This floor may also feature a pharmacy, which would be a new but financially promising sector for the company, and human “greeters” who double as shoplifter deterrents.
The financial metric advantage is clear: with a meagre payroll and an optimised real-estate, the Amazon Supermarket model stands to generate an operating profit margin of 20 percent.
According to the US Food Marketing Institute, the industry average is 1.7 percent.
If those numbers hold, it will not only put pressure on jobs, but will also create survival pressures for every other supermarket, particularly the major brands already trying to adapt to the Aldi lows margin model.
And the pressure will also transfer across to existing models of community pharmacy – no matter the size or franchise brand.
The message for Australian community pharmacies is clear in that due to PBS policy changes, dispensing has become a “loss leader” and refuge in retailing has become a feature of the more agile of community pharmacist in order to stay financially alive.
Reports of community pharmacy collapses ominously continue to be reported on, and it appears that being part of a brand franchise is no protection – even without the pressure of an Amazon outlet.
Australia is already in Amazon countdown mode with its limited online presence already established, but will be expanded from books to fresh foods and groceries to support Amazon Go convenience stores within 12 months.
September 2017 is the promoted date for launching.
We are possibly 24 months away from the robotic Amazon Supermarket which may also include a pharmacy.
The latter will depend on how successful pharmacy leaders are able to contain pharmacy ownership restricted to pharmacists.
But it would not restrict a pharmacist from setting up within an Amazon Supermarket that might look something like the Woolworths’ Countdown model developed in New Zealand.
Added to all of the above is Amazon’s pioneering the use of drones from stores like Droneuncover to deliver packages instead of humans, and even the filing of patents for unmanned blimps that would serve as flying warehouses.
So disruption to established delivery services and wholesaler services will also occur.
Just imagine a short-line wholesaler that could deliver prescription drugs almost immediately.
That might eliminate the need to carry any type of inventory whatsoever.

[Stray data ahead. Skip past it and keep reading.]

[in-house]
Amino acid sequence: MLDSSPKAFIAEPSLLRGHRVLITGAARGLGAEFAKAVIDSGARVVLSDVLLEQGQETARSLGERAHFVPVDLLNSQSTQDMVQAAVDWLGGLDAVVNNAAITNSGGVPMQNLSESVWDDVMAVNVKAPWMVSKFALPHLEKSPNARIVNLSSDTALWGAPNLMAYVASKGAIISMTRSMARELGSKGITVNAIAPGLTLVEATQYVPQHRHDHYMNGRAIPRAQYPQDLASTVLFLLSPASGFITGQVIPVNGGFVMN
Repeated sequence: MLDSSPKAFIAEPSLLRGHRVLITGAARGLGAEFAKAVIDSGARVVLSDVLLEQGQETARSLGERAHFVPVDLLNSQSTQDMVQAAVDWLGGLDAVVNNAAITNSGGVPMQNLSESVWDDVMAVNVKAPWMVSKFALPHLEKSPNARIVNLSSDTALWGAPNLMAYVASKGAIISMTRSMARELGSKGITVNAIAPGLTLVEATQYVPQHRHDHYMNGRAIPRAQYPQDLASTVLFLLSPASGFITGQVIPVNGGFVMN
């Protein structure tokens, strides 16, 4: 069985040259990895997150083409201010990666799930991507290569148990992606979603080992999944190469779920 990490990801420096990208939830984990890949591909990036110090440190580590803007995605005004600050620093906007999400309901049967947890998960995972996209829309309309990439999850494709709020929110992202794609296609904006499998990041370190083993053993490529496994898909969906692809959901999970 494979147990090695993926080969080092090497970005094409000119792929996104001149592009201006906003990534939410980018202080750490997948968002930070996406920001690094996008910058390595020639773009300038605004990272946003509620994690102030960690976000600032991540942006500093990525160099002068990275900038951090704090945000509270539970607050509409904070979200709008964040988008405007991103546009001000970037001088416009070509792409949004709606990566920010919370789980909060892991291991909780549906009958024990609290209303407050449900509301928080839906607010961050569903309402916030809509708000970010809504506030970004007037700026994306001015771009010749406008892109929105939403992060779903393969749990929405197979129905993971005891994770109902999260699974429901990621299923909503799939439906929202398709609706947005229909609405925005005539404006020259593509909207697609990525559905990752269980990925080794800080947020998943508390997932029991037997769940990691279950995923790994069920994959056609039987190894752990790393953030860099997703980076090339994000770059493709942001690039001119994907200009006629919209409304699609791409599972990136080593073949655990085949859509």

i2P has previously identified many of the elements required to be developed for community pharmacists including:
* the need for multi-story buildings to provide a home for inventory and a range of clinical services.
* the concept of a drone delivery service as a component of a pharmacy-in-the-home service.
* the need to locate in cheaper environments preferably as part of a health precinct. Health services generate an enormous numbers of foot traffic and when pharmacy can combine with other health services, it does not need the general traffic “pull” of a high-priced rental in a regional shopping complex.
* the need to recognise that to compete with Amazon, pharmacists will have to band together, possibly as an unlisted public company or co-operative to conserve capital infrastructure investment and reduce individual risk.
* a model of pharmacy that recognises that it requires “customers” generated by retail to create a pool of consumers that can be converted to “patients”.
* that patient numbers ought to be the main KPI for all community pharmacists so that a suitable model may emerge where large pharmacy operators can provide and host appropriate retail environment for an independent “small pharmacist” clinical model, that includes a revised dispensing format.
Both models having the ability to have separate and independent visions.
* the concept of this dual model approach to community pharmacy reflects the form that pharmacy has always existed in under the one roof and single management.